Dunswell is a village in the East Riding of Yorkshire, England, and in the civil parish of Woodmansey.
Historically also known as Beer-Houses due to the presence of two Inns in close proximity, the village is located on the main Kingston upon Hull to Beverley road. A significant drinking water extraction works was opened in 1931 west of the village, helping to supplying Hull and the surrounding area.
Dunswell is situated at the junction of Dunswell Lane and A1174 road Hull to Beverley road approximately 4 and 3.5 miles (6.4 and 5.6 km) from the centres of Kingston upon Hull and Beverley respectively. It is approximately 440 yards (400 m) west of the River Hull; the Beverley and Barmston Drain also runs north-south, adjacent to the west of the village.
The village has a hall, Dunswell Village Institute; and a primary school Dunswell Primary, since 2014 Dunswell Academy.
The Ship Inn is located at the junction of the main road and Ings Lane leading to Skidby Landing on the River Hull.
The village was in the Beverley and Holderness parliamentary constituency until the 2010 general election when it was transferred to the constituency of Haltemprice and Howden.
According to Charles Overton, Dunswell was once known as Douceville, a reference to its many springs and wells. At one time it was also known as Beer-Houses due to the two public houses in close vicinity. The two pubs in the village, The Coach and Horses (aka The Plough) and The Wagon and Horses, are thought to originate from the 17th century. The Hull to Beverley road was turn-piked in 1741.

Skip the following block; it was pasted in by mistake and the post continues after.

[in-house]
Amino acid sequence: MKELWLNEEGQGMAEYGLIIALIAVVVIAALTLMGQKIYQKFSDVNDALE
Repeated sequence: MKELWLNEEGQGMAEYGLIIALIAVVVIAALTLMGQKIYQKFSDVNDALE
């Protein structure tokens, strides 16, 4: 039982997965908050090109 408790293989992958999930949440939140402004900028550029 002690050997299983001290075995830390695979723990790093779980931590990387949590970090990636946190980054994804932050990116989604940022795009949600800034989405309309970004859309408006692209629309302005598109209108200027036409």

An act allowing the construction of the Beverley and Skidby Drain was passed in 1785, and the Beverley and Barmston drain allowed by an act of 1798. in 1880 improvements to the lower reaches of the drainage system enabled further extraction, and a steam engine for drainage was installed at Dunswell for the Skidby drain. The drainage of the land reduced flooding, but caused some local wells to become dry.
In around 1814 a non-conformist chapel ("Bethel") was built in the village for the Methodist New Connexion branch. In the 1850s the village consisted of two Inns on the Hull and Beverley road, with the village west along Dunswell Lane, with fewer than twenty houses. The village school opened in 1881.
In 1893 the Newington Water Company gained authorisation to open a water supply works at Dunswell to replace a source at Swanland that had become contaminated by salt. The company was taken over by the Hull Corporation shortly after. In 1911 permission was given for additional water works at Dunswell, and after being halted by the First World War, they were restarted in 1923 on a larger scale – the water pumping station was opened in 1931. The works included a 16 feet (4.9 m) diameter well, with 5,200 feet (1,600 m) of adits. The works was one of the three main water supplies for the area, along with Springhead Pumping Station and Mill Dam in Cottingham. The adit system was expanded in the early 1950s to meet demand from the borough of Beverley but the works did not yield an increase in supply.
St Faiths Church of England church opened in 1951; the non-conformist chapel held its last service in 1968.
Low level housing development took place in the second half of the 20th century, with houses on Ings Lane, and houses and new cul-de-sac streets south of the Dunwell Lane/Beverley Road junction (The Meadows, Dene Close). In 1985 the village became part of the civil parish of Woodmansey.
In 2013 Dunswell primary school was listed for closure by East Riding Council; the closure, which was opposed by many nearby residents was averted by transferring to academy status, as a subsidiary of the primary school in Swanland.